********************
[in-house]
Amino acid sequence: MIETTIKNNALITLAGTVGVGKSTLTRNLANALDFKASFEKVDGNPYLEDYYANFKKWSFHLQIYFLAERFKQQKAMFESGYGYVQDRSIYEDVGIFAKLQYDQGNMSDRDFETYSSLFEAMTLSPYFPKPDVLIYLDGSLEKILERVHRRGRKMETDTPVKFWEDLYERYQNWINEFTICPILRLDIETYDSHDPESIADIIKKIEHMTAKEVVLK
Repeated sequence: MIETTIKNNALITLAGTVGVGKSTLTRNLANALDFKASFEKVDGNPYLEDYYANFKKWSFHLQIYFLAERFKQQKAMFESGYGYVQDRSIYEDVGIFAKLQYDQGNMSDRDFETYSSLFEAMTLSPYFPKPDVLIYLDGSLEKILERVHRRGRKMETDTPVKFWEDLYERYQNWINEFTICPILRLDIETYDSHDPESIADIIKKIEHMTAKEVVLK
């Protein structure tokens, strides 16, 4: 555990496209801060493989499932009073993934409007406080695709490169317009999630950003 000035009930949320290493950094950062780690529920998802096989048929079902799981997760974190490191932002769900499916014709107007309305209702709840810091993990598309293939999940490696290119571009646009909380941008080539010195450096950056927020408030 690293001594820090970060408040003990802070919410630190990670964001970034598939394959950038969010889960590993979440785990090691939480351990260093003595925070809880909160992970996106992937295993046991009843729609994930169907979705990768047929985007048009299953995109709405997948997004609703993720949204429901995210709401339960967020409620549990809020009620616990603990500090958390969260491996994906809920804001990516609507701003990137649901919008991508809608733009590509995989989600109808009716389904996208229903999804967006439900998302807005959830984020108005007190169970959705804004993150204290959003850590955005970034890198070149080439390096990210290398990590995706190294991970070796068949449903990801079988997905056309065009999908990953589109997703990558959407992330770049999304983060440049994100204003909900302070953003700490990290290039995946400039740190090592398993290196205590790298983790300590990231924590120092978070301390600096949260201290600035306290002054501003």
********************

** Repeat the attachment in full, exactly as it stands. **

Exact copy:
[in-house]
Amino acid sequence: MIETTIKNNALITLAGTVGVGKSTLTRNLANALDFKASFEKVDGNPYLEDYYANFKKWSFHLQIYFLAERFKQQKAMFESGYGYVQDRSIYEDVGIFAKLQYDQGNMSDRDFETYSSLFEAMTLSPYFPKPDVLIYLDGSLEKILERVHRRGRKMETDTPVKFWEDLYERYQNWINEFTICPILRLDIETYDSHDPESIADIIKKIEHMTAKEVVLK
Repeated sequence: MIETTIKNNALITLAGTVGVGKSTLTRNLANALDFKASFEKVDGNPYLEDYYANFKKWSFHLQIYFLAERFKQQKAMFESGYGYVQDRSIYEDVGIFAKLQYDQGNMSDRDFETYSSLFEAMTLSPYFPKPDVLIYLDGSLEKILERVHRRGRKMETDTPVKFWEDLYERYQNWINEFTICPILRLDIETYDSHDPESIADIIKKIEHMTAKEVVLK
């Protein structure tokens, strides 16, 4: 555990496209801060493989499932009073993934409007406080695709490169317009999630950003 000035009930949320290493950094950062780690529920998802096989048929079902799981997760974190490191932002769900499916014709107007309305209702709840810091993990598309293939999940490696290119571009646009909380941008080539010195450096950056927020408030 690293001594820090970060408040003990802070919410630190990670964001970034598939394959950038969010889960590993979440785990090691939480351990260093003595925070809880909160992970996106992937295993046991009843729609994930169907979705990768047929985007048009299953995109709405997948997004609703993720949204429901995210709401339960967020409620549990809020009620616990603990500090958390969260491996994906809920804001990516609507701003990137649901919008991508809608733009590509995989989600109808009716389904996208229903999804967006439900998302807005959830984020108005007190169970959705804004993150204290959003850590955005970034890198070149080439390096990210290398990590995706190294991970070796068949449903990801079988997905056309065009999908990953589109997703990558959407992330770049999304983060440049994100204003909900302070953003700490990290290039995946400039740190090592398993290196205590790298983790300590990231924590120092978070301390600096949260201290600035306290002054501003």